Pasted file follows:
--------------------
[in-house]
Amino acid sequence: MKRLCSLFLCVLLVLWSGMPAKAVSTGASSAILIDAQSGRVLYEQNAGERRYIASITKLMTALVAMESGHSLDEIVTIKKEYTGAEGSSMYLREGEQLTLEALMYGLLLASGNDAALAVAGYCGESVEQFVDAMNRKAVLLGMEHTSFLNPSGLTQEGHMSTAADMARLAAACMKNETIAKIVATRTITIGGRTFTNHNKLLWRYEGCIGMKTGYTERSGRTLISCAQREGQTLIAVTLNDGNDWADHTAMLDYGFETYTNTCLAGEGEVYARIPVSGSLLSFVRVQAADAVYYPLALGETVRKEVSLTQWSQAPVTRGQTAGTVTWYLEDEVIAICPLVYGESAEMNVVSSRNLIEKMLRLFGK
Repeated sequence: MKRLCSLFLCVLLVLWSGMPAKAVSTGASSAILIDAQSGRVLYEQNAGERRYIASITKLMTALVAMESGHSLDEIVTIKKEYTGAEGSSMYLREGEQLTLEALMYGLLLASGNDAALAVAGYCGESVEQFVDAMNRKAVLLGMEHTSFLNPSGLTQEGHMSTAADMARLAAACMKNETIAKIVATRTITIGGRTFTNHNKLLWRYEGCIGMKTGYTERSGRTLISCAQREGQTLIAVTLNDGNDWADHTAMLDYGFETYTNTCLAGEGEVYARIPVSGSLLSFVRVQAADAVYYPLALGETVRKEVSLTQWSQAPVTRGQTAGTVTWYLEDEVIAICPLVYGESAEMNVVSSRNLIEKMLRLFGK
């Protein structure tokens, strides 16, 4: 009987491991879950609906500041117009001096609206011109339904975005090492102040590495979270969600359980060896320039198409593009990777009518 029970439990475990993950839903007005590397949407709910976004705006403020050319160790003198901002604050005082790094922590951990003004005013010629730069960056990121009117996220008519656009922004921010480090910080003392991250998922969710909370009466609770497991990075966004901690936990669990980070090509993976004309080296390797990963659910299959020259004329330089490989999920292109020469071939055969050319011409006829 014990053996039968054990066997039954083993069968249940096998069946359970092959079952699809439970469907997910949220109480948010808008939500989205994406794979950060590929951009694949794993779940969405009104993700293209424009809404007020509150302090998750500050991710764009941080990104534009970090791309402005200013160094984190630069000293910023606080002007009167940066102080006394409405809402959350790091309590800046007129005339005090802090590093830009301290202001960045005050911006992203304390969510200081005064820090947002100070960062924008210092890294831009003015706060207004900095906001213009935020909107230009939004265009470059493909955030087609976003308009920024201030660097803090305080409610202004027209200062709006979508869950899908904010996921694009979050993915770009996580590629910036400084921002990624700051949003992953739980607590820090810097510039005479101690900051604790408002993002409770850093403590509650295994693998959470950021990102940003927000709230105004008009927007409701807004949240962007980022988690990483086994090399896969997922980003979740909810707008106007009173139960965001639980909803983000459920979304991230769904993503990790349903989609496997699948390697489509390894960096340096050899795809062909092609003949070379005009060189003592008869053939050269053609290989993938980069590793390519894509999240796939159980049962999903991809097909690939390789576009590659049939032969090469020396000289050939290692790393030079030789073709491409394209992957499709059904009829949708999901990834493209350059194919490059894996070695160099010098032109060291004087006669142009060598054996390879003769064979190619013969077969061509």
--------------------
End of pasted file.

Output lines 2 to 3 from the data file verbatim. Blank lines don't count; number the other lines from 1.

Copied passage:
Amino acid sequence: MKRLCSLFLCVLLVLWSGMPAKAVSTGASSAILIDAQSGRVLYEQNAGERRYIASITKLMTALVAMESGHSLDEIVTIKKEYTGAEGSSMYLREGEQLTLEALMYGLLLASGNDAALAVAGYCGESVEQFVDAMNRKAVLLGMEHTSFLNPSGLTQEGHMSTAADMARLAAACMKNETIAKIVATRTITIGGRTFTNHNKLLWRYEGCIGMKTGYTERSGRTLISCAQREGQTLIAVTLNDGNDWADHTAMLDYGFETYTNTCLAGEGEVYARIPVSGSLLSFVRVQAADAVYYPLALGETVRKEVSLTQWSQAPVTRGQTAGTVTWYLEDEVIAICPLVYGESAEMNVVSSRNLIEKMLRLFGK
Repeated sequence: MKRLCSLFLCVLLVLWSGMPAKAVSTGASSAILIDAQSGRVLYEQNAGERRYIASITKLMTALVAMESGHSLDEIVTIKKEYTGAEGSSMYLREGEQLTLEALMYGLLLASGNDAALAVAGYCGESVEQFVDAMNRKAVLLGMEHTSFLNPSGLTQEGHMSTAADMARLAAACMKNETIAKIVATRTITIGGRTFTNHNKLLWRYEGCIGMKTGYTERSGRTLISCAQREGQTLIAVTLNDGNDWADHTAMLDYGFETYTNTCLAGEGEVYARIPVSGSLLSFVRVQAADAVYYPLALGETVRKEVSLTQWSQAPVTRGQTAGTVTWYLEDEVIAICPLVYGESAEMNVVSSRNLIEKMLRLFGK